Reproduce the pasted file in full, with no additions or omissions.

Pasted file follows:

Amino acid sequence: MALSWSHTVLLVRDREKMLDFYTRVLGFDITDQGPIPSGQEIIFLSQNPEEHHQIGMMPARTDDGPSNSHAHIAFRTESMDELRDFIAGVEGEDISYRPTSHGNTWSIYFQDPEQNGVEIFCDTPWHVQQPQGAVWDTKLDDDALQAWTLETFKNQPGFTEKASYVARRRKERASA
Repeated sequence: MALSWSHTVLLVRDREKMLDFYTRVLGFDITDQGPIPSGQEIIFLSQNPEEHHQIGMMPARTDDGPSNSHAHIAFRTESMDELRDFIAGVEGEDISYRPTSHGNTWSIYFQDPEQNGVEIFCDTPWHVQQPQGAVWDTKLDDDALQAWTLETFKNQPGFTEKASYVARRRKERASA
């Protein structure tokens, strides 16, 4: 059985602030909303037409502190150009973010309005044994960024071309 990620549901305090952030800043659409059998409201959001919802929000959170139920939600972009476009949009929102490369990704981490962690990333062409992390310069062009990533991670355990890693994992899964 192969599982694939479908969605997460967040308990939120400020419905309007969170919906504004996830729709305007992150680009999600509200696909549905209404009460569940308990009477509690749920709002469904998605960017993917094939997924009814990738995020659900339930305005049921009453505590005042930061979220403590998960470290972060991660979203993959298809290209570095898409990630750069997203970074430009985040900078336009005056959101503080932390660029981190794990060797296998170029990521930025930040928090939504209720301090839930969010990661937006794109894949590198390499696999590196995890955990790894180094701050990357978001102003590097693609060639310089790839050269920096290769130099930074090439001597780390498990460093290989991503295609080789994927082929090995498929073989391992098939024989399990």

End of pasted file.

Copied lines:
Amino acid sequence: MALSWSHTVLLVRDREKMLDFYTRVLGFDITDQGPIPSGQEIIFLSQNPEEHHQIGMMPARTDDGPSNSHAHIAFRTESMDELRDFIAGVEGEDISYRPTSHGNTWSIYFQDPEQNGVEIFCDTPWHVQQPQGAVWDTKLDDDALQAWTLETFKNQPGFTEKASYVARRRKERASA
Repeated sequence: MALSWSHTVLLVRDREKMLDFYTRVLGFDITDQGPIPSGQEIIFLSQNPEEHHQIGMMPARTDDGPSNSHAHIAFRTESMDELRDFIAGVEGEDISYRPTSHGNTWSIYFQDPEQNGVEIFCDTPWHVQQPQGAVWDTKLDDDALQAWTLETFKNQPGFTEKASYVARRRKERASA
């Protein structure tokens, strides 16, 4: 059985602030909303037409502190150009973010309005044994960024071309 990620549901305090952030800043659409059998409201959001919802929000959170139920939600972009476009949009929102490369990704981490962690990333062409992390310069062009990533991670355990890693994992899964 192969599982694939479908969605997460967040308990939120400020419905309007969170919906504004996830729709305007992150680009999600509200696909549905209404009460569940308990009477509690749920709002469904998605960017993917094939997924009814990738995020659900339930305005049921009453505590005042930061979220403590998960470290972060991660979203993959298809290209570095898409990630750069997203970074430009985040900078336009005056959101503080932390660029981190794990060797296998170029990521930025930040928090939504209720301090839930969010990661937006794109894949590198390499696999590196995890955990790894180094701050990357978001102003590097693609060639310089790839050269920096290769130099930074090439001597780390498990460093290989991503295609080789994927082929090995498929073989391992098939024989399990």